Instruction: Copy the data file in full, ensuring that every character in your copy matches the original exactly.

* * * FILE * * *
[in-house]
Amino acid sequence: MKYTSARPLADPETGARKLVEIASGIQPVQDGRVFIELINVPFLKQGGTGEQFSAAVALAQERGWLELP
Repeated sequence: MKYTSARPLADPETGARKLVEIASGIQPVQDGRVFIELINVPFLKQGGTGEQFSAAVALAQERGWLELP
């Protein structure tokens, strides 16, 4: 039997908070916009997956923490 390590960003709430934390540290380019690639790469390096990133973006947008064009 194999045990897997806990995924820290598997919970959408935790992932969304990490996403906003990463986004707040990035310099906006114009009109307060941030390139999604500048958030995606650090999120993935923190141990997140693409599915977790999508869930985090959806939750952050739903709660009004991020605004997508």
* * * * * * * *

[in-house]
Amino acid sequence: MKYTSARPLADPETGARKLVEIASGIQPVQDGRVFIELINVPFLKQGGTGEQFSAAVALAQERGWLELP
Repeated sequence: MKYTSARPLADPETGARKLVEIASGIQPVQDGRVFIELINVPFLKQGGTGEQFSAAVALAQERGWLELP
């Protein structure tokens, strides 16, 4: 039997908070916009997956923490 390590960003709430934390540290380019690639790469390096990133973006947008064009 194999045990897997806990995924820290598997919970959408935790992932969304990490996403906003990463986004707040990035310099906006114009009109307060941030390139999604500048958030995606650090999120993935923190141990997140693409599915977790999508869930985090959806939750952050739903709660009004991020605004997508």